Dietrich v. Inhabitants of Northampton [Brief] (1884)
Keywords: Fetus, Bioethics
Court: Supreme Court of Massachusetts
Citation: Dietrich v. Inhabitants of Northampton, 138 Mass. 14 (1884)
Status as current law: No longer good law
Value as precedent: None
This influential opinion by famed jurist Oliver Wendell Holmes, Jr. was copied by courts throughout the United States. For over sixty years, courts refused to recognize a cause of action on behalf of a child who died before or after birth as a result of injuries suffered in the womb because the fetus was considered legally a part of its mother and thus did not possess personhood. This policy changed after the decision in Bonbrest v. Kotz in 1946.
- Facts—The pregnant mother slipped on a defect in a highway of Northampton, Massachussets, and fell. At the time, she was between four and five months along in pregnancy. Her fall caused a miscarriage and the child, “although not directly injured, unless by a communication of the shock to the mother,” was too little advanced in fetal life to survive premature birth. There was testimony, however, based upon observing motion in its limbs, that it did live for ten or fifteen minutes.
- Law—Peter Dietrich, administrator of the estate of the dead child, brought this action upon the Public Statutes c. 52, § 17 claiming compensatory damages from the town for the benefit of the mother as next of kin.
- Ruling—No claim could be made because the child was part of its mother while in the womb and did not possess the separate existence necessary to stand as a plaintiff in court. Case dismissed.
“[N]o case, so far as we know, has ever decided that, if the infant survived, it could maintain an action for injuries received by it while in its mother’s womb. Yet that is the test of the principle relied on by the plaintiff, who can hardly avoid contending that a pretty large field of litigation has been left unexplored until the present moment.” 138 Mass. 15-16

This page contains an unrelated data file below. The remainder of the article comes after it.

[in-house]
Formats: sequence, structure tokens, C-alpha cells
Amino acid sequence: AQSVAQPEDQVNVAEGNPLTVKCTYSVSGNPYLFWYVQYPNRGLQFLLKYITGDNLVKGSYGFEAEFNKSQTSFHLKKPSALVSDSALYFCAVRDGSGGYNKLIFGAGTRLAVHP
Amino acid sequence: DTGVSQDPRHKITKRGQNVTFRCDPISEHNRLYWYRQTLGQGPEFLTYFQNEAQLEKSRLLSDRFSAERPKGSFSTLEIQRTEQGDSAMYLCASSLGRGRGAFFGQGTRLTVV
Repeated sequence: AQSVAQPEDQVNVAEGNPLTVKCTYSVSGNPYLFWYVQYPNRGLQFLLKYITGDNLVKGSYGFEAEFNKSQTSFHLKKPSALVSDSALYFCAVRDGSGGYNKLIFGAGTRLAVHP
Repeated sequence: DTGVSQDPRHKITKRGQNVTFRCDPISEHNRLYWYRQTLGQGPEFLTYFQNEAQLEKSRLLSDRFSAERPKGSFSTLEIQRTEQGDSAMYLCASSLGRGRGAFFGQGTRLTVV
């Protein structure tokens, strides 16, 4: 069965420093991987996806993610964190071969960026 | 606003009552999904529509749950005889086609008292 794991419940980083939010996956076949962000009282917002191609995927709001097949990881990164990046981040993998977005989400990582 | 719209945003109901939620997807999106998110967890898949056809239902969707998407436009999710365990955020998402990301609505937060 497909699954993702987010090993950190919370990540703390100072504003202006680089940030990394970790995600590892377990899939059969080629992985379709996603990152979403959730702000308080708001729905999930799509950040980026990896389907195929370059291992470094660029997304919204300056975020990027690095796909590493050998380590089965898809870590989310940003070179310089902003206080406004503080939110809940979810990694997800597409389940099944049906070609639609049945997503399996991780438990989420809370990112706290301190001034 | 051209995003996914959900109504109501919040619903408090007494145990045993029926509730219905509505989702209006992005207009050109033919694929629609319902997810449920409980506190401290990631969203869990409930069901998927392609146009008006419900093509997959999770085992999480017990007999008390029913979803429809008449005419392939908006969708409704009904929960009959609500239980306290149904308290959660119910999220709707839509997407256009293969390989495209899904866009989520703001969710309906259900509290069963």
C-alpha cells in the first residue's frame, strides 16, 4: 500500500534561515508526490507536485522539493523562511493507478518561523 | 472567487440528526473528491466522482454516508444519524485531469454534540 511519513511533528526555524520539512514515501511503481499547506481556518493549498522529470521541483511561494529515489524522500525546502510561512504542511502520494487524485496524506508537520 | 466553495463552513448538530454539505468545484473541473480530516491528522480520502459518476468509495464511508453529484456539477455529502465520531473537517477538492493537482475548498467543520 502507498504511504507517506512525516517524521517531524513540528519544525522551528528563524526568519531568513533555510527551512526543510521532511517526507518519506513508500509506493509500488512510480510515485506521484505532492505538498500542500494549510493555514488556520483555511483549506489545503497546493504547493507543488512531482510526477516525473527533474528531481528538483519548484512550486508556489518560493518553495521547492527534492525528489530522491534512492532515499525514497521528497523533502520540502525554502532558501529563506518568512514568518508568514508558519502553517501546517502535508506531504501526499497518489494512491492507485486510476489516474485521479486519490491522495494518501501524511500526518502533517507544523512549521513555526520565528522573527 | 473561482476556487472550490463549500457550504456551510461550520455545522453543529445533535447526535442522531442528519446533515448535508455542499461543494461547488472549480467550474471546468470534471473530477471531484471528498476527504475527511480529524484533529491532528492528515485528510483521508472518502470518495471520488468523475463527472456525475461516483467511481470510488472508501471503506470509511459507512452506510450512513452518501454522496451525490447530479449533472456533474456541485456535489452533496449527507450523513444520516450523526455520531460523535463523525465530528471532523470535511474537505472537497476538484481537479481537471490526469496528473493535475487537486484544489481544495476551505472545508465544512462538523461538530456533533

“If it should be argued that an action could be maintained in the case supposed, and that, on general principles, an injury transmitted from the actor to a person through his own organic substance, or through his mother, before he became a person, stands on the same footing as an injury transmitted to an existing person through other intervening substances outside him, the argument in this general form is not helped, but hindered, by the analogy drawn from Lord Coke’s statement of the criminal law. For, apart from the question of remoteness, the argument would not be affected by the degree of maturity reached by the embryo at the moment of the organic lesion or wrongful act. Whereas Lord Coke's rule requires that the woman be quick with child, which, as this court has decided, means more than pregnant, and requires that the child shall have reached some degree of quasi independent life at the moment of the act.” 138 Mass. 16
“Taking all the foregoing considerations into account, and further, that, as the unborn child was a part of the mother at the time of the injury, any damage to it which was not too remote to be recovered for at all was recoverable by her, we think it clear that the statute sued upon does not embrace the plaintiff's intestate within its meaning.” 138 Mass. 17
This case cites to these authorities:
Commonwealth v. Parker, 50 Mass. 263 (1845)
It must be proved a woman was quick with child in order for abortion prohibitions to have any effect.
This case was cited in: